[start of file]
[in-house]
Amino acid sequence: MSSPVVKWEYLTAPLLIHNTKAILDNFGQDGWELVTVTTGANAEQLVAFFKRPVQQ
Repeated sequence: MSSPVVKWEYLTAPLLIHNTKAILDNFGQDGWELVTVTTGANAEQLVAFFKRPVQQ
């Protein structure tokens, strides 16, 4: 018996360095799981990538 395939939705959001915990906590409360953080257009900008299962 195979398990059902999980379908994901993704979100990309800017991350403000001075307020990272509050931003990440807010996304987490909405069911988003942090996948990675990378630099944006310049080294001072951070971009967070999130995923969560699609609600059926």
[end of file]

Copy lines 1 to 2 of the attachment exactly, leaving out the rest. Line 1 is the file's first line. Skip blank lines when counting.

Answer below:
[in-house]
Amino acid sequence: MSSPVVKWEYLTAPLLIHNTKAILDNFGQDGWELVTVTTGANAEQLVAFFKRPVQQ